2.2. The atmospheric exposure test Five atmospheric exposure stations were set-up in Valencia Community (Spain): in Castell on, El Grao de Castell on, Villarreal, Onda and Morella, where their atmospheric conditions can be classified as: urban, marine, semi-industrial (both the third and fourth) and rural respectively, and all of them belonging to ISO C2 class [19]. In order to correlate materials corrosion and atmosphere corrosivity, steel samples were also exposed. Environmental characteristics of the five corrosion sites are given in Table 2. SO2 , chloride and humectation time (HT) values, are average values corresponding to the first year of atmospheric exposure. SO2 determination was carried out by the lead dioxide method, while chlorides by the wet candle method [20]. The ISO standards [19] establish an atmospheric classification in four categories depending on sulphur substances quantity (P0 to P3 ) represented by sulphur dioxide, and salinity (S0 to S3 ) represented by chlorides ions. All the atmospheric conditions studied belong to the lowest category of SO2 content (P0 ). On the other hand, the atmosphere of the Grao of Castell on had the highest chlorides level (18 mg/ (m2 day)), nevertheless all stations belong to the same category S1 . The marine atmosphere had the highest HT value, which is representative of high corrosion rates. 2.3. The test method The experimental impedance results were obtained on anodized sealed aluminium immersed in a K2 SO4 (3.5% i.w.) solution, without stirring and at 25  2 °C. 2.4. The test equipment The electrochemical impedance tests were carried out in an electrochemical cell where a substrate surface area of 14.4 cm2 was exposed to the solution. This cell was

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the classical glass tube fixed on the metal surface. This cell holds the electrolyte, the reference electrode and the flexible graphite counter electrode. The impedance data was obtained at the open-circuit potential using a potentiostat and a frequency response analyzer. The impedance measurements were conducted over a frequency range of 100 kHz down to 104 Hz (five frequencies per decade) using a 15 mV amplitude of sinusoidal voltage in a Faraday cage to minimize external interferences. 3. Results Fig. 1 show SEM micrographs of the aluminium anodic layer surface corresponding to the intermediate layer which have been formed during sealing process.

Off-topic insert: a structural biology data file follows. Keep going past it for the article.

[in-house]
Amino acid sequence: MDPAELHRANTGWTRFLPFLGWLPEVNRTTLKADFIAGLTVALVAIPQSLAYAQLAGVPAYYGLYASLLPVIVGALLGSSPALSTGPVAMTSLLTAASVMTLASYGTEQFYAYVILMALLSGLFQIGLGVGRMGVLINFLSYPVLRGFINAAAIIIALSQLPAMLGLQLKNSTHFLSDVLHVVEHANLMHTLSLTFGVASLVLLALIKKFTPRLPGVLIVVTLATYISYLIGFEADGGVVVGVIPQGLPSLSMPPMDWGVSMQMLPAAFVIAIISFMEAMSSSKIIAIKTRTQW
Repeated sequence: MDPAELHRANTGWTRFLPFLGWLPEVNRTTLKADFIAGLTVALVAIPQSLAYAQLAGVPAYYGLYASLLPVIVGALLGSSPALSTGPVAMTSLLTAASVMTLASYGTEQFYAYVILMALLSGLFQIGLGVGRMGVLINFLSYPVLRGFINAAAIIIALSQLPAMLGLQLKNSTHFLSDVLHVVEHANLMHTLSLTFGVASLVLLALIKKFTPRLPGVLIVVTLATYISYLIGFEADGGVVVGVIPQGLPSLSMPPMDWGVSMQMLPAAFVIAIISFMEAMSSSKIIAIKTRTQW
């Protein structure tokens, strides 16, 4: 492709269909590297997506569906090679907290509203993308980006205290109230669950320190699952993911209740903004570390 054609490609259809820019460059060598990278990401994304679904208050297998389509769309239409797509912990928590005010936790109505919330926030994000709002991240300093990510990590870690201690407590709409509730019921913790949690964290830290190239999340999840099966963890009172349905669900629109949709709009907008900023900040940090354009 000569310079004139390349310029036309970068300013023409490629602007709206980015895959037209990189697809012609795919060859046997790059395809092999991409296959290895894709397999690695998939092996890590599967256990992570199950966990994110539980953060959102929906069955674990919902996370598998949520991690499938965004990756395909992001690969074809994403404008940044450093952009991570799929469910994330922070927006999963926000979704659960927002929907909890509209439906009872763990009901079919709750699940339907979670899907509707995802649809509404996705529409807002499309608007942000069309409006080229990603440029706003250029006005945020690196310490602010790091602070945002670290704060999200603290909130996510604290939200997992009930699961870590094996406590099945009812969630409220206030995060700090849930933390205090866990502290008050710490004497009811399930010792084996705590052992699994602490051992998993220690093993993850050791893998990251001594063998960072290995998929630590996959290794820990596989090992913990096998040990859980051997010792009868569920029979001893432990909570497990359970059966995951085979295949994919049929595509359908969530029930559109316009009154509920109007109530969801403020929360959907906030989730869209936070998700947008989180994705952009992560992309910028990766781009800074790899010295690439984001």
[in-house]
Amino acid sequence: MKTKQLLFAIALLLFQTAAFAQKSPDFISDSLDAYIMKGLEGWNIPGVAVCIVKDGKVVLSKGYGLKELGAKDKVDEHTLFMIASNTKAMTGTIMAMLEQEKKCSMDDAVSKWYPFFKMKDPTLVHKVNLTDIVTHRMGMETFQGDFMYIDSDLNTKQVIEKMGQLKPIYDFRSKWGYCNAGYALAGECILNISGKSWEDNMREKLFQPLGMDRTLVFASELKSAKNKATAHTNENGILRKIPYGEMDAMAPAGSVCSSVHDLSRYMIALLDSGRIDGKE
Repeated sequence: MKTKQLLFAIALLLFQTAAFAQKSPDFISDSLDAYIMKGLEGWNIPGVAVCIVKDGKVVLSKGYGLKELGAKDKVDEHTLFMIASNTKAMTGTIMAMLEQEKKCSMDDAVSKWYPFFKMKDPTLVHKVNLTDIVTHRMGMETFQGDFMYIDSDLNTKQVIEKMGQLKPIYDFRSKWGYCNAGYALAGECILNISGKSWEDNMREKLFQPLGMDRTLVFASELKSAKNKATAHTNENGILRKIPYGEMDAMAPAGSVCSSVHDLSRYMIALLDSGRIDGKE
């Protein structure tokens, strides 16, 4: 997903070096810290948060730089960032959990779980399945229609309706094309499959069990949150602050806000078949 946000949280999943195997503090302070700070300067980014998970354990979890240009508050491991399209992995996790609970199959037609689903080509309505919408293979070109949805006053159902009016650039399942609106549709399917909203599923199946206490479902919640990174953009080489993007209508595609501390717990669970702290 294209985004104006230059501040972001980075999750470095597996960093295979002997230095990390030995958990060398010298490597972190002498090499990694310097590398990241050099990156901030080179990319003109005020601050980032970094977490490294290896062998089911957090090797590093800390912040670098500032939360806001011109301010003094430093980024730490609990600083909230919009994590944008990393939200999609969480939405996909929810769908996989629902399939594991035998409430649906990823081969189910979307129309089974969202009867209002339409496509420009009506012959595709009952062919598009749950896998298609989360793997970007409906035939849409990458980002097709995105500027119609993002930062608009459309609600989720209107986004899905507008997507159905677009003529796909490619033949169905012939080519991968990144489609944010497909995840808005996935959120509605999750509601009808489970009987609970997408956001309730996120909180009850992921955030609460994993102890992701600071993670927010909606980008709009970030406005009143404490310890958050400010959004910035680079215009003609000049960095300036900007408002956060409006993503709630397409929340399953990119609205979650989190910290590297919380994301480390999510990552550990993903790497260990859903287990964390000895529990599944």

Fig. 1. (a) The SEM micrograph of the reference aluminium layer surface sample not exposed to natural atmospheric conditions. (b) The SEM micrograph of aluminium anodic layer surface natural exposed for 26 months to urban atmospheric conditions (Castell on site). (c) The SEM micrograph of aluminium anodic layer surface natural exposed for 36 months to urban atmospheric conditions (Castell on site).

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This layer does not allow us to see any more of the anodic layer structure (like the hexagonal cells). Fig. 1a corresponds to a sample which has not been exposed (reference sample). As it can be seen the surface structure is heterogenous and it is full of ‘‘cavities’’. Fig. 1b and c correspond to samples exposed in the Castell on station (urban atmosphere) for 26 and 36 months respectively. When the sample has been naturally exposed to Castell on atmosphere for 26 months, it can be seen that the ‘‘cavities’’ showed in the reference sample surface started to vanish due to the fact that they were being filled by corrosion products. The rest of the anodic surface starts to be covered by oxide particles too. Finally, when the samples had been naturally exposed to three years to atmospheric conditions, the cavities disappear (because oxide particles accumulation) and the surface is quite homogeneous and totally covered by an oxide particle layer.